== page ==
(Idyllic, almost-Asian artistry of form: an early Spring branch against a still pond, at Carl Sandburg’s home in Connemara, Flat Rock, North Carolina….Fish lazily swim in eddies, lulled in the warming rays of the sun. Photo by CKMellor, Spring 2011).
***As I grow older, I’m comforted in the belief we’re all connected, somehow. Walking the violet-studded grounds of Sandburg’s home, in Spring, I see what he saw and witness the continuity of life: a bird flashing through dogwood branches; goats scampering on the hillsides (doubtless descendants of wife Lilian’s prize herd); the bentwood chair atop the granite outcropping behind the house where Sandburg spent hours writing. These are the woodlands he ambled. There, in that pastoral setting, he penned the memories of a lifetime.
***The poem below is my humble attempt to try a new medium. Though inspired by Sandburg’s idyllic Connemara, it more aptly mimics a cheeky Emily Dickinson in tone. What do you think?
Chain Reaction (or “The Continuity of Life”)
I want to know my deceased parents
Fulfill a lofty purpose at present
After all, wherever they’ve gone,
I most likely will follow.
I don’t envision either of them
Sitting on some stupid cloud, playing a harp
Or flitting from one celestial event to another
(Although my Mom would probably love that)
You see—if occupying that vapid state is all there is,
I don’t want to be this ball of never-ending energy
The one that never dies
Just seeks a different host
If that’s the case, we’re no different than cats
Who breed with their siblings, for God’s sake!
(Oh, they’re not to be blamed–
Incest requires one know the crime.)
I try hard to make sense of it all
More so later in life, when the clock is ticking louder
Reminding me that if I don’t fathom the bigger reason soon
I join all the others on this conveyor belt of life
Going Who-Knows-Where?, dressed only
With that catatonic look on their faces
That says: “I don’t have a clue, either.”
“I’m just along for the ride.”
I suppose when my time comes,
My daughters will bury me, too.
At which point I’ll join the cloud-hoppers.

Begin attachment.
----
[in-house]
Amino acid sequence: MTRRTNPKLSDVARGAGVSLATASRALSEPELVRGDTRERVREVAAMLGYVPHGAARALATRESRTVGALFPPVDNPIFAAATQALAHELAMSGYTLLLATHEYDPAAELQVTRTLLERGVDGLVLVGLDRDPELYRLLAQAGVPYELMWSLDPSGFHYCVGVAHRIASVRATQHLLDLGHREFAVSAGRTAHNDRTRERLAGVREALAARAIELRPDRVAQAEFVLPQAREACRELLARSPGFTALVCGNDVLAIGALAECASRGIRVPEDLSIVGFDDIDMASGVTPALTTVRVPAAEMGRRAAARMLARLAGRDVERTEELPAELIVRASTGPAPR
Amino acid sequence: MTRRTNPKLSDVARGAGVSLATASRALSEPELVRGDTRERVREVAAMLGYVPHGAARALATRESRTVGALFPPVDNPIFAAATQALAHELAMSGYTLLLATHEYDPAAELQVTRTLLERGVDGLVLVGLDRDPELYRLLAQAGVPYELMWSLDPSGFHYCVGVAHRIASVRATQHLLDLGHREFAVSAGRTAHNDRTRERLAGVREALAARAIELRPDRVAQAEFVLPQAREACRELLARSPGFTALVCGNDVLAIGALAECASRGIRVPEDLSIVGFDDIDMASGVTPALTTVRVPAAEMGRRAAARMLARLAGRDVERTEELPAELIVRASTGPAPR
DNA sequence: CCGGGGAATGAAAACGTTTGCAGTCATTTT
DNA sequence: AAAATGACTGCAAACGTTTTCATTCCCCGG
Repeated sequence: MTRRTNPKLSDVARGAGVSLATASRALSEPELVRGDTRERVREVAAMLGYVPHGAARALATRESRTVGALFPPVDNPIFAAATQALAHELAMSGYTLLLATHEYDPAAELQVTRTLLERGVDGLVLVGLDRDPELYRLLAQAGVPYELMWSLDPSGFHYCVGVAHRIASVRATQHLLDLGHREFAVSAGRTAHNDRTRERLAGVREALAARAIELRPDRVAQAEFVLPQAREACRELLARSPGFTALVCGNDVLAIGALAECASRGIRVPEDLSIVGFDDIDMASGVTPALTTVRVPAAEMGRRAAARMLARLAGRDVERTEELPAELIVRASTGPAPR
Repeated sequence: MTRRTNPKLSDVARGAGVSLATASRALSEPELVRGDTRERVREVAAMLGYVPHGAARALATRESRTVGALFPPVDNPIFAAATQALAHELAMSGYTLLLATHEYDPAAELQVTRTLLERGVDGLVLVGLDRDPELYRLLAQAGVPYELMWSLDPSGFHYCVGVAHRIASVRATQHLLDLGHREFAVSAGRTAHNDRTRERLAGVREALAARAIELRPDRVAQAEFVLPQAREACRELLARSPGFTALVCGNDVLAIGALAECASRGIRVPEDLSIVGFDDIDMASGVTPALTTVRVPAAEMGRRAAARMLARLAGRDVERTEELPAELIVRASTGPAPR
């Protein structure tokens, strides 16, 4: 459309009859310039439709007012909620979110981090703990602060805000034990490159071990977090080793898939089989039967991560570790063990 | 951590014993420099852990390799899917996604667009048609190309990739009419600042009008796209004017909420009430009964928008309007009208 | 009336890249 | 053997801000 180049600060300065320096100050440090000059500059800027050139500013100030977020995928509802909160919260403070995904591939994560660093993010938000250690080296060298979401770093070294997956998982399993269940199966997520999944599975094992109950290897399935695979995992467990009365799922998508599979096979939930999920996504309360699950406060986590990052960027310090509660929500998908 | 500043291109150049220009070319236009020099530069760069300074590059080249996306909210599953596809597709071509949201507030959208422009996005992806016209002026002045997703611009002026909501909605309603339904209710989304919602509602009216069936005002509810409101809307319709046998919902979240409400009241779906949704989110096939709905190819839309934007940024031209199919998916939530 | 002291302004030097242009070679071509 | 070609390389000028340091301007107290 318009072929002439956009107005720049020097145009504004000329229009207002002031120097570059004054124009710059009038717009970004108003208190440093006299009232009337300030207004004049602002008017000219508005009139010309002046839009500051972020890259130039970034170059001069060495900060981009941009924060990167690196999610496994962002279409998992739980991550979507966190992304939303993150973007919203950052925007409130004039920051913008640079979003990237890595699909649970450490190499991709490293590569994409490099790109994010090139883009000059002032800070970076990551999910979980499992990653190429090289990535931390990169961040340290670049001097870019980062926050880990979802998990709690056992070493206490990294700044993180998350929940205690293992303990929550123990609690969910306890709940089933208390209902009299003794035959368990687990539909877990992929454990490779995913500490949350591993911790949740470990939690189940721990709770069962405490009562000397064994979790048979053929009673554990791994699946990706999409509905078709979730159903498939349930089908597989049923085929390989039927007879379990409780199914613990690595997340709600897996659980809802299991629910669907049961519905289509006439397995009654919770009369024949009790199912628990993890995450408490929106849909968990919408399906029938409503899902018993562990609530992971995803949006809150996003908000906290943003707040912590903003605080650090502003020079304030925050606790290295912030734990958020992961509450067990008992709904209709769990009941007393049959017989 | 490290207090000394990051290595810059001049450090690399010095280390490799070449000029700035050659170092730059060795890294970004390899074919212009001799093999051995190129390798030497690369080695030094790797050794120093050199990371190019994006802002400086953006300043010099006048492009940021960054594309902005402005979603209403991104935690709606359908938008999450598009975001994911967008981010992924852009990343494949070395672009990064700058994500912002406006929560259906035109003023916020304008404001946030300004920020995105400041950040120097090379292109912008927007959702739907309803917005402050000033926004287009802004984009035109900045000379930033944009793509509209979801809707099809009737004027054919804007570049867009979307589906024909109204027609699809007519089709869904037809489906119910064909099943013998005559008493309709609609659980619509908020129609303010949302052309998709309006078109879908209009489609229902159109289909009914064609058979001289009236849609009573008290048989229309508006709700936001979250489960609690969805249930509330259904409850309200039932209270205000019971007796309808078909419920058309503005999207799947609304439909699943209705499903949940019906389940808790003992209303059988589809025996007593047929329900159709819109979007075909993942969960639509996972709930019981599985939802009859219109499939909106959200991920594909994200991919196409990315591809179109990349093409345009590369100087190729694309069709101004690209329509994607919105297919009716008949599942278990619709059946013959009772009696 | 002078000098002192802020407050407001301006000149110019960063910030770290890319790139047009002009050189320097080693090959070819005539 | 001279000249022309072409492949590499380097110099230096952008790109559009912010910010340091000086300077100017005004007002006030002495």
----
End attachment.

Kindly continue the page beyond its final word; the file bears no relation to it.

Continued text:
But I refuse to carry a harp,
….And I definitely won’t be singing.
*** Poetry’s just another art form (along with writing and photography) I’m attracted to in my later years. Odd because I never had much interest in it before. Maybe I’m maturing…..finally. Or it might be because the “rules” have changed…and one doesn’t need to follow a stodgy format. Acclaimed poet Maya Angelou says “Poetry is music for the human voice.”
Because April is National Poetry Month, I take this opportunity to encourage others to discover and nurture budding interest in this vein. Just find a quiet spot where you can ruminate, take out that pen or keyboard, and write a poem…Who knows? One of us might very well be the Grandma Moses of the Verse World (she didn’t paint ’til her 70’s) You can even post your creation here at Biddy Bytes (then you’ll officially be “published”)…The beauty is: We don’t have to be really good…we just need to try.
(Below are more pictures of Connemara, the home to which Sandburg, “America’s Poet,” retreated at the age of 62. It is now a National Historic Site to be appreciated by all.)
*And here is a teachers’ link for poetry inclusion in lessons (even the science variety.) Now, who would think those two worlds would meld? Especially interesting–Click on Dr. Maya Angelou’s “What poets do you recommend?” where she encourages those who seek a broader education to immerse themselves in the writings of ALL poets of every stripe….Why not send this post to a teacher who might appreciate a unique means of spicing up curriculum?
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